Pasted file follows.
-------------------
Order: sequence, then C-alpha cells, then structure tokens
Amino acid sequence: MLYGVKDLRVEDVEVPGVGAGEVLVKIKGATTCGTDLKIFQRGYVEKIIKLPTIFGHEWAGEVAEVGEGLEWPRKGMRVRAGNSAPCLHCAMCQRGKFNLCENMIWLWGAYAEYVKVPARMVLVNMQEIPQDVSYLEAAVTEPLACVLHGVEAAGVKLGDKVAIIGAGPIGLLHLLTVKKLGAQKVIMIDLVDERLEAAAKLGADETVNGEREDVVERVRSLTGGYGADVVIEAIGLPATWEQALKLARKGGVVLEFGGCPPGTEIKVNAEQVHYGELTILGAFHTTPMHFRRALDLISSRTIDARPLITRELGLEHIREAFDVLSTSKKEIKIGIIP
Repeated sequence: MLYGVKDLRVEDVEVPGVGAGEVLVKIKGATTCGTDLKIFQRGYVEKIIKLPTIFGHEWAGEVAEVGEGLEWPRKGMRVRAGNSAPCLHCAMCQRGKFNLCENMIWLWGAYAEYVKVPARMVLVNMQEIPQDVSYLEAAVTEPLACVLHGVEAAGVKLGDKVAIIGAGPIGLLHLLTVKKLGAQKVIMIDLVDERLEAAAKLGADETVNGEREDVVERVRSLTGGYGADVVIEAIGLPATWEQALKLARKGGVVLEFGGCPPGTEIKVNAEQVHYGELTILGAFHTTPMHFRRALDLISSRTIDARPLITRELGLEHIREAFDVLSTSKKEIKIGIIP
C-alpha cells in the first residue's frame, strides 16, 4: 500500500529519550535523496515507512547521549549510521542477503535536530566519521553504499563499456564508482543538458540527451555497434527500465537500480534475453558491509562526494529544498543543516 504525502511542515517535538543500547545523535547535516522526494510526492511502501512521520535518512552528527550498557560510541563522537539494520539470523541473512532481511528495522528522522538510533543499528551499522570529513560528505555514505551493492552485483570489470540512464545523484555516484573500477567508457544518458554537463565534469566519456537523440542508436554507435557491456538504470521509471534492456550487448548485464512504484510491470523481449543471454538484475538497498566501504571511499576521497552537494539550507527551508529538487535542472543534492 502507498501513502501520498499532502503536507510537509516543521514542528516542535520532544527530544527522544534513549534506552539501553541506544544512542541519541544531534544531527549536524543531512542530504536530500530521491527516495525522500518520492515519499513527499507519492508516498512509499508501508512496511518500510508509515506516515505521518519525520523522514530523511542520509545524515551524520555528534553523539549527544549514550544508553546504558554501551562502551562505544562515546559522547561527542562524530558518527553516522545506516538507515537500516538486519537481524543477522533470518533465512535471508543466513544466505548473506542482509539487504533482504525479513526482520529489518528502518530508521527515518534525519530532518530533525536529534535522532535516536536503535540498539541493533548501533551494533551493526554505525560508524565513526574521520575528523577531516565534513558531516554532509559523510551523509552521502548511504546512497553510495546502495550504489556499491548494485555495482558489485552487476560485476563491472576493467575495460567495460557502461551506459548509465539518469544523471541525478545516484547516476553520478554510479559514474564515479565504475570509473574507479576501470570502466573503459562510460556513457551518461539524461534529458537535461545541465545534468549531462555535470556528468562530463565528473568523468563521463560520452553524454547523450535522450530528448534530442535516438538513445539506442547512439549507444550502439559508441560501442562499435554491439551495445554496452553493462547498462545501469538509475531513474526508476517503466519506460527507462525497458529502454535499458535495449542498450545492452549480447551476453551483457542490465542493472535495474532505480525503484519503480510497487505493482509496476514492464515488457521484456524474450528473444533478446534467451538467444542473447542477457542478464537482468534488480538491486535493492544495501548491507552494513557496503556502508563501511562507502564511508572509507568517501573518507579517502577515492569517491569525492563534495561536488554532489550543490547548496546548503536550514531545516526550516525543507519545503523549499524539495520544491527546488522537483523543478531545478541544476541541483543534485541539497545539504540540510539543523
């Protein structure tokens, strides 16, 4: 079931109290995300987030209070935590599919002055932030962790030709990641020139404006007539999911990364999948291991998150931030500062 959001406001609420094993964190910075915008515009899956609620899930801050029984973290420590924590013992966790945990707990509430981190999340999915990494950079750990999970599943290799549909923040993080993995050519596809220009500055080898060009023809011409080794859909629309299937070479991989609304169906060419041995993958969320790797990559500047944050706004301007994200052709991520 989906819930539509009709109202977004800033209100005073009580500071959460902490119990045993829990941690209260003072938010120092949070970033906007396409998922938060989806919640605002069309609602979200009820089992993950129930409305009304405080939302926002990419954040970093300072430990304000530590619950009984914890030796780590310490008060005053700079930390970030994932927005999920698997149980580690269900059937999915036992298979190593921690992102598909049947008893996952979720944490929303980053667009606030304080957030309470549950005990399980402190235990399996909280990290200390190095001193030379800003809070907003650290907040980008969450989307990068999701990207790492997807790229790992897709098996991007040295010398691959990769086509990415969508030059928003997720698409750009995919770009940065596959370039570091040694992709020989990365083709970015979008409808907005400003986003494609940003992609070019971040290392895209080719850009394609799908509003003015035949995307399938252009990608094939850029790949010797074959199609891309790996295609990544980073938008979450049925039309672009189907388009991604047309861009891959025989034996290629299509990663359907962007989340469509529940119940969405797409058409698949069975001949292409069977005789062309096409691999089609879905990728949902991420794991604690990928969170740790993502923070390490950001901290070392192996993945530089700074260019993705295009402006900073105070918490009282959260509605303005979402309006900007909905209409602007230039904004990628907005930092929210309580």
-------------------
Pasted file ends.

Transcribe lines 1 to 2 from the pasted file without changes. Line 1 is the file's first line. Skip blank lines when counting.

Order: sequence, then C-alpha cells, then structure tokens
Amino acid sequence: MLYGVKDLRVEDVEVPGVGAGEVLVKIKGATTCGTDLKIFQRGYVEKIIKLPTIFGHEWAGEVAEVGEGLEWPRKGMRVRAGNSAPCLHCAMCQRGKFNLCENMIWLWGAYAEYVKVPARMVLVNMQEIPQDVSYLEAAVTEPLACVLHGVEAAGVKLGDKVAIIGAGPIGLLHLLTVKKLGAQKVIMIDLVDERLEAAAKLGADETVNGEREDVVERVRSLTGGYGADVVIEAIGLPATWEQALKLARKGGVVLEFGGCPPGTEIKVNAEQVHYGELTILGAFHTTPMHFRRALDLISSRTIDARPLITRELGLEHIREAFDVLSTSKKEIKIGIIP